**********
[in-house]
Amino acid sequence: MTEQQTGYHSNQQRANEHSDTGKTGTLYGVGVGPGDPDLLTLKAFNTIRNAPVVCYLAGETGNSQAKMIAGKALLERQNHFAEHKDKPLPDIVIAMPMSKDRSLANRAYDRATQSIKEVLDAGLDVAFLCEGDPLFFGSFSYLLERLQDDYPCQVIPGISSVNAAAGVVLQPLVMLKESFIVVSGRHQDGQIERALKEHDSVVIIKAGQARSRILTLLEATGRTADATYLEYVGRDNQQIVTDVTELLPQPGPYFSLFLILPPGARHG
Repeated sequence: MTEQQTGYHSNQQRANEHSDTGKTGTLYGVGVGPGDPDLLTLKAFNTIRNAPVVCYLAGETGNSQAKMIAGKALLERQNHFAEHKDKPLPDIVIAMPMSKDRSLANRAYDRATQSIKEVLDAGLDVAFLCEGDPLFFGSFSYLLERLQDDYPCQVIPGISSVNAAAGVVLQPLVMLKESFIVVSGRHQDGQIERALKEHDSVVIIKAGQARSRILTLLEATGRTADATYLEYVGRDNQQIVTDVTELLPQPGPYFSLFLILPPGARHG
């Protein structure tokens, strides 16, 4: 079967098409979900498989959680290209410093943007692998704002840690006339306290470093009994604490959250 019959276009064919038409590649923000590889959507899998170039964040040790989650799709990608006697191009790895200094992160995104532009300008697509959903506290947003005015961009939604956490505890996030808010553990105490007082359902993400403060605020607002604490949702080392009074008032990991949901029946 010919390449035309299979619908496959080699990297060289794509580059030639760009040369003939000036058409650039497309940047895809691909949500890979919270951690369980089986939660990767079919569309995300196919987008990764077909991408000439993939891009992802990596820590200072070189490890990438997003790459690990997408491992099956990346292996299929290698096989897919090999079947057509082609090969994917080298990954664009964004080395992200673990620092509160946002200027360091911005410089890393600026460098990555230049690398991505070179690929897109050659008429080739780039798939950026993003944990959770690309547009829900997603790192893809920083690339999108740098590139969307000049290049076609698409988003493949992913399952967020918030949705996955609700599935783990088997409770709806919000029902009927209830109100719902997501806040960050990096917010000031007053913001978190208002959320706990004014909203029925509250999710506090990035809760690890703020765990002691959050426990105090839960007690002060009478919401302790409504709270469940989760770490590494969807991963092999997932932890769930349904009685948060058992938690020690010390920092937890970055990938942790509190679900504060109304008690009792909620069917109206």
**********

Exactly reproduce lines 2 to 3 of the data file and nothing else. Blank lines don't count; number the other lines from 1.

Amino acid sequence: MTEQQTGYHSNQQRANEHSDTGKTGTLYGVGVGPGDPDLLTLKAFNTIRNAPVVCYLAGETGNSQAKMIAGKALLERQNHFAEHKDKPLPDIVIAMPMSKDRSLANRAYDRATQSIKEVLDAGLDVAFLCEGDPLFFGSFSYLLERLQDDYPCQVIPGISSVNAAAGVVLQPLVMLKESFIVVSGRHQDGQIERALKEHDSVVIIKAGQARSRILTLLEATGRTADATYLEYVGRDNQQIVTDVTELLPQPGPYFSLFLILPPGARHG
Repeated sequence: MTEQQTGYHSNQQRANEHSDTGKTGTLYGVGVGPGDPDLLTLKAFNTIRNAPVVCYLAGETGNSQAKMIAGKALLERQNHFAEHKDKPLPDIVIAMPMSKDRSLANRAYDRATQSIKEVLDAGLDVAFLCEGDPLFFGSFSYLLERLQDDYPCQVIPGISSVNAAAGVVLQPLVMLKESFIVVSGRHQDGQIERALKEHDSVVIIKAGQARSRILTLLEATGRTADATYLEYVGRDNQQIVTDVTELLPQPGPYFSLFLILPPGARHG